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When Byline Times approached Companies House for comment, a representative linked us to their Service Information document which states that “We carry out basic checks on documents received to make sure that they have been fully completed and signed, but we do not have the statutory power or capability to verify the accuracy of the information that companies send to us.

“The fact that the information has been placed on the public record should not be taken to indicate that Companies House has verified or validated it in any way.” 

Operating from multiple outlets appears to be something of a hobby for Simpson, whose activism is spread across seven Twitter accounts, three Facebook profiles and fourteen websites. His Twitter accounts variously claim him to be a member of the New British Union and National Front, while archived links to his earlier accounts reveal support for the EDL, SDL and Northern Infidels.

Activity on his oldest Twitter account, however, shows his main affiliation to be to the BNP and a link posted in 2014 lists him as their top Online Activist – an honour bestowed upon whoever posted the most affiliate links to the BNP website in a given time period. 

The not-so-sad demise of the BNP appears to have forced Simpson to branch out and claim membership of other groups. As such, his Facebook friends now include well-known far right activists Amanda Smith (aka Yorkshire Rose) who has links to Patriotic Alternative and Alek Yerbury, who organised the Leeds and Elgin protests with the aim of uniting the far right and taking on the unions.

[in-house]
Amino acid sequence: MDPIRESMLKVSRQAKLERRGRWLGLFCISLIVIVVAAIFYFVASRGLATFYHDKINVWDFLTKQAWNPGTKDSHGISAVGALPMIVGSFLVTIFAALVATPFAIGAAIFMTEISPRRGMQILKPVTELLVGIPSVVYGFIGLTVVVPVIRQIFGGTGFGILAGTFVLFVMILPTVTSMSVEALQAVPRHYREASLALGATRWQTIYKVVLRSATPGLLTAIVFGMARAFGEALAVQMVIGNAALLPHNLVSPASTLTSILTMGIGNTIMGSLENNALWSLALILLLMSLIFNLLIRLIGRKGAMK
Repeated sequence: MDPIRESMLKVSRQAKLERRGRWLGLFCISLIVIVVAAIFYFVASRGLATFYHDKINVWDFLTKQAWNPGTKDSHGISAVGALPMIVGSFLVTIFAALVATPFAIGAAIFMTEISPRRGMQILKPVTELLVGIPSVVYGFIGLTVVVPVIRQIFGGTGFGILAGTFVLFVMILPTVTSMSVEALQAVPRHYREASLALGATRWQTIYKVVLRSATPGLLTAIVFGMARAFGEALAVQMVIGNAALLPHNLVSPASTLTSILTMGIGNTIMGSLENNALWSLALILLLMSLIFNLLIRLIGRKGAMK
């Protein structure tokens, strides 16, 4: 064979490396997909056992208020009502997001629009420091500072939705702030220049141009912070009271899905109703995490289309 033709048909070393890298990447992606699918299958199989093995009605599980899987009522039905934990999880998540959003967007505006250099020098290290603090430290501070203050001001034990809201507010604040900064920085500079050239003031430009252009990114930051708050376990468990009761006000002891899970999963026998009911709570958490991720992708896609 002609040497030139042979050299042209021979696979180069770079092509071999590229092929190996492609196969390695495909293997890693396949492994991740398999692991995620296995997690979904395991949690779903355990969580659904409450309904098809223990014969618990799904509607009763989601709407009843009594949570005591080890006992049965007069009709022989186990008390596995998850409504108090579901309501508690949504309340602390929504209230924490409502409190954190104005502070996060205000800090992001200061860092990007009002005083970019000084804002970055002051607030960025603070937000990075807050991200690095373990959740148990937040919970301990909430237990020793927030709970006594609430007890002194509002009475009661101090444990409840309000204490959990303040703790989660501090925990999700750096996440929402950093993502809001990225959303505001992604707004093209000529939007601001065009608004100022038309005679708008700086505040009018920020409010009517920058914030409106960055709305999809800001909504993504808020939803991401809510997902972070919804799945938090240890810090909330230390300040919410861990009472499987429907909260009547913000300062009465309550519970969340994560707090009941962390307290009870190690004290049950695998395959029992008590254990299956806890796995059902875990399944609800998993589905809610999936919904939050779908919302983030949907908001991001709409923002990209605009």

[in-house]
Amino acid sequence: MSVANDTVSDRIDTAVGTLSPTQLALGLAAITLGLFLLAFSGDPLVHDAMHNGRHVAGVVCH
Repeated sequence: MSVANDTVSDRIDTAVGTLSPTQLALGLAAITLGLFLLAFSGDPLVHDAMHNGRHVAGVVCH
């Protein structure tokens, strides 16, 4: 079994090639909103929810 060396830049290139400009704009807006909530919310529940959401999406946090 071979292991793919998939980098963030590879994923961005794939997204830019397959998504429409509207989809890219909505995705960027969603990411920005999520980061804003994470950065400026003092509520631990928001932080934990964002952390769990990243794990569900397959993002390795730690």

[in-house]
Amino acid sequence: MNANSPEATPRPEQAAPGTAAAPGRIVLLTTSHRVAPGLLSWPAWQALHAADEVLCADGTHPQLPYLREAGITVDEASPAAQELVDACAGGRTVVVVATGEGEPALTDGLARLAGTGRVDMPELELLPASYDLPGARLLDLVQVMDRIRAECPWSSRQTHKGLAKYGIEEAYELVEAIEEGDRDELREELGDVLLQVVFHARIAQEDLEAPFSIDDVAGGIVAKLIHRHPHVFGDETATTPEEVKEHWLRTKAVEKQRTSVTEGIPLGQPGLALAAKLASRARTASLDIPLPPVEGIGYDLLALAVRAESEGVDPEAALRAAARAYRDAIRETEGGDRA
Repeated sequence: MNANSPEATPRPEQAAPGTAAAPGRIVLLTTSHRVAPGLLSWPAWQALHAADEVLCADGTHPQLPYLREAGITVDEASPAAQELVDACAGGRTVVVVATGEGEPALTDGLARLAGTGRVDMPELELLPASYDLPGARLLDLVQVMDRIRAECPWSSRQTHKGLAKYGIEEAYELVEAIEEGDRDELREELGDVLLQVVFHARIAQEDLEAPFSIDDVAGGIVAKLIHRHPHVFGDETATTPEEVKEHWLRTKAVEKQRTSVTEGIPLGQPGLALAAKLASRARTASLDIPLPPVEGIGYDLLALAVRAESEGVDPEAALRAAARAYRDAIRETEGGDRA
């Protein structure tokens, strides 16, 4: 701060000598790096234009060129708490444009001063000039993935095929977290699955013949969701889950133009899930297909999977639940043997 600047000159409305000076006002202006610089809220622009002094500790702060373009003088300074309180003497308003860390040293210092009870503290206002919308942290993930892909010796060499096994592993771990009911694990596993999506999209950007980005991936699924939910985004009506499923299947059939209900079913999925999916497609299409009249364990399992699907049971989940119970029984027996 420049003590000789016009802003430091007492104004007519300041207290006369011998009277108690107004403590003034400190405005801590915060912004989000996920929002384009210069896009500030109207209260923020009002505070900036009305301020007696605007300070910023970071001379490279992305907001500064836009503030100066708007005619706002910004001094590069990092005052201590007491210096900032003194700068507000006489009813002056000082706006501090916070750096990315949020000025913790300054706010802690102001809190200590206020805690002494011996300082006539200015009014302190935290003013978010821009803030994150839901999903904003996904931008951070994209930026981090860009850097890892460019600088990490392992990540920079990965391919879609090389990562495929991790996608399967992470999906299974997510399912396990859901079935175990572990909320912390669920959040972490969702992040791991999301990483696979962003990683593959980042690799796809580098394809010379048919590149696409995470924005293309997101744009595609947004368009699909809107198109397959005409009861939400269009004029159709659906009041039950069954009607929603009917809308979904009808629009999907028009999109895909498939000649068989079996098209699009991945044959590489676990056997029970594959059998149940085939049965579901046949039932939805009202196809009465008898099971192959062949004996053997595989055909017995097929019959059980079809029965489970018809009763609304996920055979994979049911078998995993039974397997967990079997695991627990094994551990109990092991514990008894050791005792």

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Ostensibly raising money for the same cause, Simpson regularly shares links on both Twitter and Facebook to a PayPal account in the name of Templars Ancient Order Ltd. A further search of his Twitter accounts led us to the website for his shop, Simpsons of Chelsea, which hosts a PayPal donations link to a “homeless charity”. This too led to the PayPal for the Templars Ancient Order but appears to have been recently deactivated. 

A search of his IP address revealed thirteen other websites corresponding to his various businesses, all of which host PayPal links to related donation accounts. Whilst some of these claim to be for legitimate causes (e.g. Christian Aid),  others are blatantly linked to the far right and most led to donation pages named “Templars Ancient Order” with different sub-headings (E.g.Protecting the Future of the White Race).

It is unknown how much money Simpson has raised this way, but comments on his Twitter and Facebook accounts show that followers have donated and his posts appear popular within the growing far-right movement on both platforms.

It is no secret that the far right is attempting to boost their numbers and recent work by Hope Not Hate highlighted the role of Twitter in this, following Musk’s decision to allow far-right figureheads such as Britain First back onto the platform. Research from the Institute for Strategic Dialogue earlier this year also found that antisemitic content on the platform had skyrocketed since Musk took over and our own searches revealed a staggering number of neo-Nazi accounts now in operation.

Byline Times brought Simpson’s activities to the attention of PayPal, who told us that “For privacy reasons, we cannot comment on individual customers. We carefully assess account activity against our Acceptable Use Policy and take appropriate action if policy violations are found.” Of the nine accounts we presented to PayPal, two are no longer in operation but links to others, including those on the “Church of England” and Combat 18 websites, remain active.

We also approached Simpson for comment, asking about the nature of his businesses and his political affiliations, but he has yet to respond.